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Gymnasts and coaches call for drastic welfare changes to bring about brighter future

The webinar focussed on how positive parental involvement, and relationships with coaches, can keep young people safe
The webinar focussed on how positive parental involvement, and relationships with coaches, can keep young people safe

Leading gymnasts and coaches are calling for a radical transformation of the culture surrounding young athletes and believe enhanced support networks can blaze a trail for change.

Eminent names in gymnastics, in addition to coaching and child protection specialists, gathered on a Safe in Gymnastics webinar delivered by M.I.C Gymnastics in aid of the NSPCC to deliver their verdict on how to improve aspiring athletes’ experiences.

The webinar, which was supporting the NSPCC Child Protection in Sport Unit, Parents in Sport Week campaign, looked at how positive parental involvement, and relationships with coaches, can help keep young people safe and enjoying their sport.

The discussion was hosted by two-time Commonwealth Games competitor Mimi-Isabella Cesar and also featured Max Whitlock’s coach Scott Hann.

Kay Salisbury, former elite gymnast and sports psychotherapist, also shared her insight while Olympic medallist Amy Tinkler - accompanied by her mum, Nora - contributed to the discussion.

The webinar covered a number of topics and Hann, also Director of Coaching for the South Essex Gymnastics Club, believes enhanced emphasis on mental health and communication holds the key to effecting change.

“Over the last 15 years of my journey, I’ve realised that you’ve got to focus on motivation, inspiration, respect and empathy,” he said.

“And from that, you gain a mutual respect and a motivation from the athlete that means the only thing you need to do is enhance it, and enjoy the journey with them.

“It’s not just about the mental health - it’s about the inspiration and the feel for loving what you do.

“It’s always about responsibility and leadership to make sure coaches, and parents, know how to interact and communicate and get the best, and most safe, environment possible.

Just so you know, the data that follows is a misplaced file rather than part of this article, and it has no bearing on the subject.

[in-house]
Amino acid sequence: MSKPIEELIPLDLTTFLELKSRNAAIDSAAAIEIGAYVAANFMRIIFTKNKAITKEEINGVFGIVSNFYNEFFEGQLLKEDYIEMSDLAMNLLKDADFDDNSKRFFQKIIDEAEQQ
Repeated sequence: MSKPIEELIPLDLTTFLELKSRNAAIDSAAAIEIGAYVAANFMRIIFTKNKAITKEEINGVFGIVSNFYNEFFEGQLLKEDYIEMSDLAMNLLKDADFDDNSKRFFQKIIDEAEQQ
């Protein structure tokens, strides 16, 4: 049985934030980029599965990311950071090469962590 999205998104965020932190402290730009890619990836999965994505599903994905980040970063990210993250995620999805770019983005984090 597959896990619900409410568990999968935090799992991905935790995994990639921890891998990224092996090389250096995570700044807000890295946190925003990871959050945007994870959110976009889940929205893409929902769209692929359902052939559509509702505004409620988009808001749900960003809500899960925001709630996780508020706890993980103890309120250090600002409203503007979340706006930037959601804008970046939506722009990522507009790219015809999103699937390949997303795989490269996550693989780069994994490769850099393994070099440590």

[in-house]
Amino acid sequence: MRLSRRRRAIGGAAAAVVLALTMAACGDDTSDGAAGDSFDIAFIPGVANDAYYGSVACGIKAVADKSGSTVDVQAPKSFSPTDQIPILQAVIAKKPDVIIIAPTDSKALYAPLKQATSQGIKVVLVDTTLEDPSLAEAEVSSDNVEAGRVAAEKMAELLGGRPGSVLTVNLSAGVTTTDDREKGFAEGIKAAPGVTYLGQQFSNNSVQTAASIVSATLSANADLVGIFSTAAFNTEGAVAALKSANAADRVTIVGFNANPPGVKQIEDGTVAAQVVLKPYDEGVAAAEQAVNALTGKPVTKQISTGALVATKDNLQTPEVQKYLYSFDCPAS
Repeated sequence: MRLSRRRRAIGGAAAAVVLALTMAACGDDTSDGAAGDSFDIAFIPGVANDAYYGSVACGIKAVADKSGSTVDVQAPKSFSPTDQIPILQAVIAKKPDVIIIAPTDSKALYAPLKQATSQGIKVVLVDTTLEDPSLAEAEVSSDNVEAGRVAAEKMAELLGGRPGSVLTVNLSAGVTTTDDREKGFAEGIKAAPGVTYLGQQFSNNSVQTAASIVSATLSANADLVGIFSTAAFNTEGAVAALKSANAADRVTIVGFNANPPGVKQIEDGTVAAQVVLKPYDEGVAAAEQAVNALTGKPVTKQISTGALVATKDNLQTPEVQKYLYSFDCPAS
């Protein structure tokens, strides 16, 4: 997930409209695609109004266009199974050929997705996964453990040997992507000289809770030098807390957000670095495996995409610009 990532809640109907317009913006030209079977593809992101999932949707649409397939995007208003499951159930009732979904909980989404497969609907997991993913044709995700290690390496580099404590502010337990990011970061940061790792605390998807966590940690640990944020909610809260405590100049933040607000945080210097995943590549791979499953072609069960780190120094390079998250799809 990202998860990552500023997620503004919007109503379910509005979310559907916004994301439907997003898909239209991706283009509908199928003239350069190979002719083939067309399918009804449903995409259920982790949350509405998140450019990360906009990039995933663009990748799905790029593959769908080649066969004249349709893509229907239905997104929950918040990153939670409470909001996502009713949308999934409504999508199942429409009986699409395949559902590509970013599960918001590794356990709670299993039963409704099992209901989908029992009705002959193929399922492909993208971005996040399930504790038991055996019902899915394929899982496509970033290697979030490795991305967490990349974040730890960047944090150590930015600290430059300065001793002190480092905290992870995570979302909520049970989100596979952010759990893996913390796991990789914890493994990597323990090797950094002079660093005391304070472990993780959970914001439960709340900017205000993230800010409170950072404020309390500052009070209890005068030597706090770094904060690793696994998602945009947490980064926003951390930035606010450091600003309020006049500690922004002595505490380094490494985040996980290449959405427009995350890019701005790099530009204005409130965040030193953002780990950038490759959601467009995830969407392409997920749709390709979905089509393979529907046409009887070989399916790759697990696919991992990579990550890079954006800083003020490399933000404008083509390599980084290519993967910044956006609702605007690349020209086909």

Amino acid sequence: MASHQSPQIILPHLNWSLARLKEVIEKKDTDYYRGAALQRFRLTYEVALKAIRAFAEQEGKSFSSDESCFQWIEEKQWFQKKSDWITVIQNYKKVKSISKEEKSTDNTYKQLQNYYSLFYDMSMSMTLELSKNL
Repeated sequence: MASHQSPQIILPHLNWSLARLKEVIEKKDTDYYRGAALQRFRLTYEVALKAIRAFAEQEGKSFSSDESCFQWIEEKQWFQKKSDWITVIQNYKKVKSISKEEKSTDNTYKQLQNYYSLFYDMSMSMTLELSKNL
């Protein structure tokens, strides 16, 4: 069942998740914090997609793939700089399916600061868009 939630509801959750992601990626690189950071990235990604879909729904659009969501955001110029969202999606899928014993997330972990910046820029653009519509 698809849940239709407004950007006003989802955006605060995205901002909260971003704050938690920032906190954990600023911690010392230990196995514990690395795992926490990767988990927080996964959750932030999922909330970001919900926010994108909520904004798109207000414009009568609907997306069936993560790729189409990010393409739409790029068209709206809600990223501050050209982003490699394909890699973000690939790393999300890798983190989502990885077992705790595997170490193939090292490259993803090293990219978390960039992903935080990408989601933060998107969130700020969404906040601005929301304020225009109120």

“It is absolutely essential for welfare to have that ability and power to be able to step in and deal with something, but in a non-confrontational way.

“Again, that comes from leadership. You need to have that ability to intervene, and intervene is the biggest word, and not cause a conflict.

“It’s all about communication. I think it’s all about treating everybody as equals - there’s no one major player in all of this and everyone is here doing their part.

“We are all equals and we have to work together to get the best out of everybody. That environment is absolutely key.”

Laura Whapham, Child Protection in Sport Senior Consultant at NSPCC CPSU Wales, and broadcaster Charlie Webster were also involved in the insightful discussion.

The significance of the webinar was heightened by the experiences shared by Tinkler and Cesar, who were candid about the poor coaching relationships they had struggled with in the past.

Revolutionising the environment surrounding young athletes was at the heart of the debate and Salisbury believes transparent relationships between coaches, parents and athletes are fundamental for further progress to be made.

“The current research shows that good quality relationships in all support systems helps the athlete to tolerate stress in high-pressured environments,” she said.

“And that means that athletes are likely to perform better, to suffer less with injuries and to continue with the sport much longer.

“There needs to be a level of honesty that the opposite of that could actually be quite detrimental to the athlete, where the support networks almost act like an emotional crutch.

“We need to be looking at outward, trustworthy behaviours. To reassure the athlete that whatever this is, we can handle it and make it really safe. We need to look at being non-judgmental and around respect and respecting their feelings.

“Creating a safe environment at home, or in the gym as well, where we can start to have those conversations.

“It’s around communication, and feeling safe in relationships to have that communication.”

Childline service provides a safe, confidential place for children with no one else to turn to, whatever their worry, whenever they need help. £4 could help answer one call to Childline. Visit // to donate.

This summer, following a number of gymnasts speaking out on their experiences of abuse, mistreatment and bullying within the sport, the British Athletes Commission funded the NSPCC to set up a free, confidential and independent helpline as a safe space for anyone in gymnastics to voice their concerns. If you have concerns about mistreatment in gymnastics the NSPCC & BAC helpline is available on 0800 056 0566.